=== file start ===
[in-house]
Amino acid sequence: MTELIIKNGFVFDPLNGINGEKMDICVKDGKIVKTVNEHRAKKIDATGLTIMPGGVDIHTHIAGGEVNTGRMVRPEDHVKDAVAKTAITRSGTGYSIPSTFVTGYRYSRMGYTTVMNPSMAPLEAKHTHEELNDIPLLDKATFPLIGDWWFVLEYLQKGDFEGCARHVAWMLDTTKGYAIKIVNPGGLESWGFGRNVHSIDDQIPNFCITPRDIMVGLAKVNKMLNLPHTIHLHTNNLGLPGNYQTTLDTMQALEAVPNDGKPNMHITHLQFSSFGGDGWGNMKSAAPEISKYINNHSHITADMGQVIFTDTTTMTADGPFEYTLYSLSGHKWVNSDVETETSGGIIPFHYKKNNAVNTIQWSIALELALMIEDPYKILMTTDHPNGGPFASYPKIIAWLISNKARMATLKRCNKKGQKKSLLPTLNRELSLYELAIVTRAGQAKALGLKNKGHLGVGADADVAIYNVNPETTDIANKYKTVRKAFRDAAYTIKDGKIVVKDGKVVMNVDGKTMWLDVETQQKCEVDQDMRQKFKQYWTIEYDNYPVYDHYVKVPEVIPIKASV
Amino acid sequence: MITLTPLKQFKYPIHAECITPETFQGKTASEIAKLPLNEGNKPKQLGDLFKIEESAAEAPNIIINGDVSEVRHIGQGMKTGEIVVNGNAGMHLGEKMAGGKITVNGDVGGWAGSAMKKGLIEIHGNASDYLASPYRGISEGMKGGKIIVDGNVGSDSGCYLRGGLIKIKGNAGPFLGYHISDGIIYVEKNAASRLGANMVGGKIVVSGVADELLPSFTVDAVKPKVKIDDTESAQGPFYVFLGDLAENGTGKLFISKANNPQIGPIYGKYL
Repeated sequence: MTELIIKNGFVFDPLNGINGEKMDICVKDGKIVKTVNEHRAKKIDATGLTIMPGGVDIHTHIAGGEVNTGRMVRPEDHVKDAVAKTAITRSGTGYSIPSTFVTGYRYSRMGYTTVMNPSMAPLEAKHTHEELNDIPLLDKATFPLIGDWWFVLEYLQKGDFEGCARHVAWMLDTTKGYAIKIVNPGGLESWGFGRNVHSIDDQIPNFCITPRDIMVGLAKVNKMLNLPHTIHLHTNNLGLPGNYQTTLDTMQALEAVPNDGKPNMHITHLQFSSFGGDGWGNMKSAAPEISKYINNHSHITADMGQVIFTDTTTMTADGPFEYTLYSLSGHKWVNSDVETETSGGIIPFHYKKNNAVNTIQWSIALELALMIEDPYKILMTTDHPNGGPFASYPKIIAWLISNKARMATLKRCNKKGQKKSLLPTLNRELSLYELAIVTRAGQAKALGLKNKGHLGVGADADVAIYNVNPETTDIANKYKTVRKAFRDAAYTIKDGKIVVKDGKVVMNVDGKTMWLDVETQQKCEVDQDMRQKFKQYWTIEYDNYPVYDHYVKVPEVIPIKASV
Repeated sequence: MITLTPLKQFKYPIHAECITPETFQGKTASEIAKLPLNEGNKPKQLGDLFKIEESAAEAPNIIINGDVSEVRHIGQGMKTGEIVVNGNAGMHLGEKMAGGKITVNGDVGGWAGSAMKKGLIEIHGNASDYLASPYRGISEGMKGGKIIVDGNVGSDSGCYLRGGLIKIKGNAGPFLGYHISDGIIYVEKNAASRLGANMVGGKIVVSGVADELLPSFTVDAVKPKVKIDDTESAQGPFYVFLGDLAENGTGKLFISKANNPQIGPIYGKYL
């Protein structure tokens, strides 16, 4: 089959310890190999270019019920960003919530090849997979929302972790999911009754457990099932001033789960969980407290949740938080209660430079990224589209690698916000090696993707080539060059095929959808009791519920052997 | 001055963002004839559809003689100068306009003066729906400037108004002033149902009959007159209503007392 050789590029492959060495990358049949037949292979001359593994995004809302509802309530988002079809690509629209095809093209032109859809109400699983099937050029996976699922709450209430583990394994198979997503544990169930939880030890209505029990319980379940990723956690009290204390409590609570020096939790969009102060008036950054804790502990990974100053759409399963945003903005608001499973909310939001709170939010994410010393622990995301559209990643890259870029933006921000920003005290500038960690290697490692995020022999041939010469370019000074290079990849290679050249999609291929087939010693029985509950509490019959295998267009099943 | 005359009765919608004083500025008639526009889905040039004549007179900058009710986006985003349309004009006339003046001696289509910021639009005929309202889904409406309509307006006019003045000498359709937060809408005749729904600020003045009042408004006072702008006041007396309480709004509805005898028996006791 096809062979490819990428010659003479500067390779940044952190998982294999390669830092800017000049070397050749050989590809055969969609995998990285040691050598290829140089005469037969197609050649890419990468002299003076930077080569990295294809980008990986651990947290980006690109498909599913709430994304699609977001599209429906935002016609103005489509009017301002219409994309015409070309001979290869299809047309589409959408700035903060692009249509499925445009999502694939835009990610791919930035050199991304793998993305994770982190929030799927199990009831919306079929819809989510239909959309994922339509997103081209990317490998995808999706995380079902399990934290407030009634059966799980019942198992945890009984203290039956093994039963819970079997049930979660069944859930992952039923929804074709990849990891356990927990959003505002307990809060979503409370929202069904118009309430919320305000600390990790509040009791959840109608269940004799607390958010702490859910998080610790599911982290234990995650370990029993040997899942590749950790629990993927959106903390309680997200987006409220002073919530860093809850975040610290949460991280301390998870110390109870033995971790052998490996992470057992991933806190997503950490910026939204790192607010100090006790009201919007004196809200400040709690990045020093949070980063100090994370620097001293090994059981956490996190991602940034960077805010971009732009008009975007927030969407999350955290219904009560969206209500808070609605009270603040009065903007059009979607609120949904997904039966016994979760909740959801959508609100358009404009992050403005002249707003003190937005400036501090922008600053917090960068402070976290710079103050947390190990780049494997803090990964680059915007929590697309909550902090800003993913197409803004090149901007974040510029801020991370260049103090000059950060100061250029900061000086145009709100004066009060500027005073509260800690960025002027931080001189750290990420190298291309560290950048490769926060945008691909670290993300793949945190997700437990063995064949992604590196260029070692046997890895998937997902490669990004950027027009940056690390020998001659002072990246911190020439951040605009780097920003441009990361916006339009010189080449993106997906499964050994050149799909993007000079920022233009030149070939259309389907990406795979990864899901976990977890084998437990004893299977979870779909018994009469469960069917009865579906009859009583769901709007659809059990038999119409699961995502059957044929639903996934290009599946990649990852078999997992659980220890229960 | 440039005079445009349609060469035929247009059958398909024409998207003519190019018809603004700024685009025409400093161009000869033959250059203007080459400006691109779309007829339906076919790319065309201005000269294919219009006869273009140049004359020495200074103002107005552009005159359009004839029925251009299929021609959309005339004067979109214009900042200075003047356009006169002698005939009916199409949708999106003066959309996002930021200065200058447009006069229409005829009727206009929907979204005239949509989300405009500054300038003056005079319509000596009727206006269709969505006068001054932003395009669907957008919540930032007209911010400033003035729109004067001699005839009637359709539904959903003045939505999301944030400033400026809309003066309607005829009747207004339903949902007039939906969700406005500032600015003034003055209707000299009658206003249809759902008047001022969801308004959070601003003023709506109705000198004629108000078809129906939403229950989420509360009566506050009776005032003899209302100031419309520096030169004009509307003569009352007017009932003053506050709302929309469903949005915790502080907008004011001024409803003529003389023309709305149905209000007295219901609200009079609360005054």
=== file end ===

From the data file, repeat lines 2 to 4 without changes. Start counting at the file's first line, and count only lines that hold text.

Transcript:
Amino acid sequence: MTELIIKNGFVFDPLNGINGEKMDICVKDGKIVKTVNEHRAKKIDATGLTIMPGGVDIHTHIAGGEVNTGRMVRPEDHVKDAVAKTAITRSGTGYSIPSTFVTGYRYSRMGYTTVMNPSMAPLEAKHTHEELNDIPLLDKATFPLIGDWWFVLEYLQKGDFEGCARHVAWMLDTTKGYAIKIVNPGGLESWGFGRNVHSIDDQIPNFCITPRDIMVGLAKVNKMLNLPHTIHLHTNNLGLPGNYQTTLDTMQALEAVPNDGKPNMHITHLQFSSFGGDGWGNMKSAAPEISKYINNHSHITADMGQVIFTDTTTMTADGPFEYTLYSLSGHKWVNSDVETETSGGIIPFHYKKNNAVNTIQWSIALELALMIEDPYKILMTTDHPNGGPFASYPKIIAWLISNKARMATLKRCNKKGQKKSLLPTLNRELSLYELAIVTRAGQAKALGLKNKGHLGVGADADVAIYNVNPETTDIANKYKTVRKAFRDAAYTIKDGKIVVKDGKVVMNVDGKTMWLDVETQQKCEVDQDMRQKFKQYWTIEYDNYPVYDHYVKVPEVIPIKASV
Amino acid sequence: MITLTPLKQFKYPIHAECITPETFQGKTASEIAKLPLNEGNKPKQLGDLFKIEESAAEAPNIIINGDVSEVRHIGQGMKTGEIVVNGNAGMHLGEKMAGGKITVNGDVGGWAGSAMKKGLIEIHGNASDYLASPYRGISEGMKGGKIIVDGNVGSDSGCYLRGGLIKIKGNAGPFLGYHISDGIIYVEKNAASRLGANMVGGKIVVSGVADELLPSFTVDAVKPKVKIDDTESAQGPFYVFLGDLAENGTGKLFISKANNPQIGPIYGKYL
Repeated sequence: MTELIIKNGFVFDPLNGINGEKMDICVKDGKIVKTVNEHRAKKIDATGLTIMPGGVDIHTHIAGGEVNTGRMVRPEDHVKDAVAKTAITRSGTGYSIPSTFVTGYRYSRMGYTTVMNPSMAPLEAKHTHEELNDIPLLDKATFPLIGDWWFVLEYLQKGDFEGCARHVAWMLDTTKGYAIKIVNPGGLESWGFGRNVHSIDDQIPNFCITPRDIMVGLAKVNKMLNLPHTIHLHTNNLGLPGNYQTTLDTMQALEAVPNDGKPNMHITHLQFSSFGGDGWGNMKSAAPEISKYINNHSHITADMGQVIFTDTTTMTADGPFEYTLYSLSGHKWVNSDVETETSGGIIPFHYKKNNAVNTIQWSIALELALMIEDPYKILMTTDHPNGGPFASYPKIIAWLISNKARMATLKRCNKKGQKKSLLPTLNRELSLYELAIVTRAGQAKALGLKNKGHLGVGADADVAIYNVNPETTDIANKYKTVRKAFRDAAYTIKDGKIVVKDGKVVMNVDGKTMWLDVETQQKCEVDQDMRQKFKQYWTIEYDNYPVYDHYVKVPEVIPIKASV